Network Virtualization Challenges and Recent US Infrastructure Demands

Oct 6, 2021

Photo by Mario Gogh on Unsplash

The COVID-19 pandemic marked a significant shift in the demands of the US broadband infrastructure. People needed fast and reliable access to critical Internet-based services such as voice, video, and remote access. In order to fulfill these needs, ISPs and mobile operators started to implement network virtualization. The virtualization of networks shows a lot of potentials to help reduce network provisioning times, improve operational efficiencies with network automation, enhance overall network security, among other benefits.

But still, network virtualization doesn’t come without challenges. It can be challenging to manage, store and access VM data, and get the optimal hardware to output high performance and reliability.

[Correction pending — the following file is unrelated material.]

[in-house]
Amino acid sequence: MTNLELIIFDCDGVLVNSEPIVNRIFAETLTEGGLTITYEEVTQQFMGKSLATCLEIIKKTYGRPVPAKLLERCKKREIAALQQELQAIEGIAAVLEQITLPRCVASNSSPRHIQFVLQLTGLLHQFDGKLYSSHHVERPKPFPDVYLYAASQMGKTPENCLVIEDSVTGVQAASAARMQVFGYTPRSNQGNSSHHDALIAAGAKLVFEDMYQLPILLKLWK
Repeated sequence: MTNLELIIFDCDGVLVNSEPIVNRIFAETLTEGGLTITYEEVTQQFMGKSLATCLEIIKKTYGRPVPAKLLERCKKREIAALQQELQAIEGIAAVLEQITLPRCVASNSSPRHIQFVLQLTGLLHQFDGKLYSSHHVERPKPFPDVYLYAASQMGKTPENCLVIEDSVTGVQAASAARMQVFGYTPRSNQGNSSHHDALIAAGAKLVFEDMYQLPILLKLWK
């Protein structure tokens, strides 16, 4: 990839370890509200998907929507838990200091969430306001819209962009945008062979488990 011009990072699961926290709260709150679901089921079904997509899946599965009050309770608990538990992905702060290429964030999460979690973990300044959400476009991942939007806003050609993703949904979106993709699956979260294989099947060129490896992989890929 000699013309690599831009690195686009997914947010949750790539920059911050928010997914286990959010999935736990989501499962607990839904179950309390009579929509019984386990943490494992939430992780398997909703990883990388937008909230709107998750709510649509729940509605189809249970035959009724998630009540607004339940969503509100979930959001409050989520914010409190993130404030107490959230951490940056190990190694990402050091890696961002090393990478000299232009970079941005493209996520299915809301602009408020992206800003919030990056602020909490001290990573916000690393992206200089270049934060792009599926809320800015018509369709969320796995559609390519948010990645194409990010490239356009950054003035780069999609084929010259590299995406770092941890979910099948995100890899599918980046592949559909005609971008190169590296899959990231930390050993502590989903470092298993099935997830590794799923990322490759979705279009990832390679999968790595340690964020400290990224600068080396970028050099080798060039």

1.  How the COVID-19 pandemic changed the entire Internet broadband landscape.

The COVID-19 pandemic lockdowns restrained people from going outside to work, learn, entertain, meet, and even work out. It made people highly dependent on reliable, fast, and secure Internet access. Pre-COVID-19, the US broadband Internet infrastructure was unprepared. For instance, bandwidth-hungry Internet services like YouTube and Netflix were provisioned with more Internet bandwidth than critical services, such as video conferencing.